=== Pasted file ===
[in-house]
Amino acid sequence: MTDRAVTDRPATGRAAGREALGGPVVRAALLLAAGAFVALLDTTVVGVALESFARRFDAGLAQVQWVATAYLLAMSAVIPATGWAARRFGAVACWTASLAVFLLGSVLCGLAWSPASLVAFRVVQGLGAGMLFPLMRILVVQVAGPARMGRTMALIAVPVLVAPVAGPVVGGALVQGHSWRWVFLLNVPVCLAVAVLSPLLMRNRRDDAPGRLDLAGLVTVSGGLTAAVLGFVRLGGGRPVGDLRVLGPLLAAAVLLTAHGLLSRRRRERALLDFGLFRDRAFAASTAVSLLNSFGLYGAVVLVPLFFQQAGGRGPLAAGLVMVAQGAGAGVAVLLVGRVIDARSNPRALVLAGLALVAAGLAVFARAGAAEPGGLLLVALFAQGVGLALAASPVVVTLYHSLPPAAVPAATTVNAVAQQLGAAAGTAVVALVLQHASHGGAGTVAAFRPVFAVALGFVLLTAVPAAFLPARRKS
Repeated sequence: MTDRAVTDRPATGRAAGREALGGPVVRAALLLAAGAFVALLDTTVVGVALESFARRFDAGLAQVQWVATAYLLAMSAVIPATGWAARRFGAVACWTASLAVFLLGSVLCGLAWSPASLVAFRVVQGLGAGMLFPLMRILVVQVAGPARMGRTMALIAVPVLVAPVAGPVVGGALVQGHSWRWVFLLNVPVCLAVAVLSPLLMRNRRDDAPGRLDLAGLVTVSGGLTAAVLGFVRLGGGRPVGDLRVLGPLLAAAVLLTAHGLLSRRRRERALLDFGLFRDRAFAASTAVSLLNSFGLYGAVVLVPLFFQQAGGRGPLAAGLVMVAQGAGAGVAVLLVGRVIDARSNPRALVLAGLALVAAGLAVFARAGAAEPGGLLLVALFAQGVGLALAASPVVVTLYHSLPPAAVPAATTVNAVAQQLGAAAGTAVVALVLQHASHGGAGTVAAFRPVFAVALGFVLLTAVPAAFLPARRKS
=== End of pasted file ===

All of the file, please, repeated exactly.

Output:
[in-house]
Amino acid sequence: MTDRAVTDRPATGRAAGREALGGPVVRAALLLAAGAFVALLDTTVVGVALESFARRFDAGLAQVQWVATAYLLAMSAVIPATGWAARRFGAVACWTASLAVFLLGSVLCGLAWSPASLVAFRVVQGLGAGMLFPLMRILVVQVAGPARMGRTMALIAVPVLVAPVAGPVVGGALVQGHSWRWVFLLNVPVCLAVAVLSPLLMRNRRDDAPGRLDLAGLVTVSGGLTAAVLGFVRLGGGRPVGDLRVLGPLLAAAVLLTAHGLLSRRRRERALLDFGLFRDRAFAASTAVSLLNSFGLYGAVVLVPLFFQQAGGRGPLAAGLVMVAQGAGAGVAVLLVGRVIDARSNPRALVLAGLALVAAGLAVFARAGAAEPGGLLLVALFAQGVGLALAASPVVVTLYHSLPPAAVPAATTVNAVAQQLGAAAGTAVVALVLQHASHGGAGTVAAFRPVFAVALGFVLLTAVPAAFLPARRKS
Repeated sequence: MTDRAVTDRPATGRAAGREALGGPVVRAALLLAAGAFVALLDTTVVGVALESFARRFDAGLAQVQWVATAYLLAMSAVIPATGWAARRFGAVACWTASLAVFLLGSVLCGLAWSPASLVAFRVVQGLGAGMLFPLMRILVVQVAGPARMGRTMALIAVPVLVAPVAGPVVGGALVQGHSWRWVFLLNVPVCLAVAVLSPLLMRNRRDDAPGRLDLAGLVTVSGGLTAAVLGFVRLGGGRPVGDLRVLGPLLAAAVLLTAHGLLSRRRRERALLDFGLFRDRAFAASTAVSLLNSFGLYGAVVLVPLFFQQAGGRGPLAAGLVMVAQGAGAGVAVLLVGRVIDARSNPRALVLAGLALVAAGLAVFARAGAAEPGGLLLVALFAQGVGLALAASPVVVTLYHSLPPAAVPAATTVNAVAQQLGAAAGTAVVALVLQHASHGGAGTVAAFRPVFAVALGFVLLTAVPAAFLPARRKS